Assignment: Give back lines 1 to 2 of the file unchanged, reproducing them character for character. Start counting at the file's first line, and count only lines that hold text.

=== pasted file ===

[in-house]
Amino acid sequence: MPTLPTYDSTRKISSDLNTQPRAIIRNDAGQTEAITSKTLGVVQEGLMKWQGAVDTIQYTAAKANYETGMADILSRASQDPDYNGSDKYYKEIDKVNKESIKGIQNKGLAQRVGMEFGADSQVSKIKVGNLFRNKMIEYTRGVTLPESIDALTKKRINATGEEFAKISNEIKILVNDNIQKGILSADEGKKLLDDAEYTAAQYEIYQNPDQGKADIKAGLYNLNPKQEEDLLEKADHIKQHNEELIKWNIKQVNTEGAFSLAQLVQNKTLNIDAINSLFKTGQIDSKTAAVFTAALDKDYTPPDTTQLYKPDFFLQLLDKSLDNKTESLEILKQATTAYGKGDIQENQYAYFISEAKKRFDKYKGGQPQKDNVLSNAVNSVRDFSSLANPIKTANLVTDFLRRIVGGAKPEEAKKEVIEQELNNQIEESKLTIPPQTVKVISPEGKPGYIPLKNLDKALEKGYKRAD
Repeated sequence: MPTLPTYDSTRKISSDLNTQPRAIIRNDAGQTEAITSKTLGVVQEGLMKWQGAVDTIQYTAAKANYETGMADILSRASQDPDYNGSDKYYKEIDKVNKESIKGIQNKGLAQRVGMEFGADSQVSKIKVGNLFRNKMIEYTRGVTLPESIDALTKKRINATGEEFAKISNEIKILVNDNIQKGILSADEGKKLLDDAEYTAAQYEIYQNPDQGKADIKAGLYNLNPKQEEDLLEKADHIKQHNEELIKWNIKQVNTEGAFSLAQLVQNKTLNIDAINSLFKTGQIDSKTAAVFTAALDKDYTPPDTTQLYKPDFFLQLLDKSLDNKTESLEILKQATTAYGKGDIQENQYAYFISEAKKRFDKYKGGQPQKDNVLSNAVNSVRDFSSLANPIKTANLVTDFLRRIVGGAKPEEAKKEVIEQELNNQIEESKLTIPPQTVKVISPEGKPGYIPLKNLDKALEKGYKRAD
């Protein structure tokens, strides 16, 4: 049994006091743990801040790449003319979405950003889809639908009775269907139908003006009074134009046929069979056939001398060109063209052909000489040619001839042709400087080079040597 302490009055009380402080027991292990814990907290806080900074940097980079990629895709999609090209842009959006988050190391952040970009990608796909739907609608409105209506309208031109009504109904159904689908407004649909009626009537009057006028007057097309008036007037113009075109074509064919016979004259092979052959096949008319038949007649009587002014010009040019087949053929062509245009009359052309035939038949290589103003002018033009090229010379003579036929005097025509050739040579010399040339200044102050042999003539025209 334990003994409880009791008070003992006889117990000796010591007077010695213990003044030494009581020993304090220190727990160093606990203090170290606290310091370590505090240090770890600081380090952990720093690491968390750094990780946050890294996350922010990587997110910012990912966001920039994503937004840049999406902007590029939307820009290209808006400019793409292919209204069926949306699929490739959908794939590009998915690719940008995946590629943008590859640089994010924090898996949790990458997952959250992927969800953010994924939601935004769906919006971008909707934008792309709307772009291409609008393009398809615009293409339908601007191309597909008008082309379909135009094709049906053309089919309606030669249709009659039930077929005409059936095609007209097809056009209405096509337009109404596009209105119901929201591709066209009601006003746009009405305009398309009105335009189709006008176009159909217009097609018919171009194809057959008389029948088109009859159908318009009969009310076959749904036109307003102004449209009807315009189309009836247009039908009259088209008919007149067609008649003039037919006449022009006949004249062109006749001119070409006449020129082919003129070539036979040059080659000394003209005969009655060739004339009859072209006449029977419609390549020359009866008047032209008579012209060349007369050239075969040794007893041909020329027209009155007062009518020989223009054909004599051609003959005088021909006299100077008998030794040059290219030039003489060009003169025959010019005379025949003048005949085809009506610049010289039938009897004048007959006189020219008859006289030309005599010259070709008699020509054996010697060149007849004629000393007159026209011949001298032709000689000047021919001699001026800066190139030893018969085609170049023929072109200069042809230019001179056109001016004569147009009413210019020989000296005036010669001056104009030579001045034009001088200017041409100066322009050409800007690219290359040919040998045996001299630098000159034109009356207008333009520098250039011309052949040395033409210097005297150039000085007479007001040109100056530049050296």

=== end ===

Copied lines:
[in-house]
Amino acid sequence: MPTLPTYDSTRKISSDLNTQPRAIIRNDAGQTEAITSKTLGVVQEGLMKWQGAVDTIQYTAAKANYETGMADILSRASQDPDYNGSDKYYKEIDKVNKESIKGIQNKGLAQRVGMEFGADSQVSKIKVGNLFRNKMIEYTRGVTLPESIDALTKKRINATGEEFAKISNEIKILVNDNIQKGILSADEGKKLLDDAEYTAAQYEIYQNPDQGKADIKAGLYNLNPKQEEDLLEKADHIKQHNEELIKWNIKQVNTEGAFSLAQLVQNKTLNIDAINSLFKTGQIDSKTAAVFTAALDKDYTPPDTTQLYKPDFFLQLLDKSLDNKTESLEILKQATTAYGKGDIQENQYAYFISEAKKRFDKYKGGQPQKDNVLSNAVNSVRDFSSLANPIKTANLVTDFLRRIVGGAKPEEAKKEVIEQELNNQIEESKLTIPPQTVKVISPEGKPGYIPLKNLDKALEKGYKRAD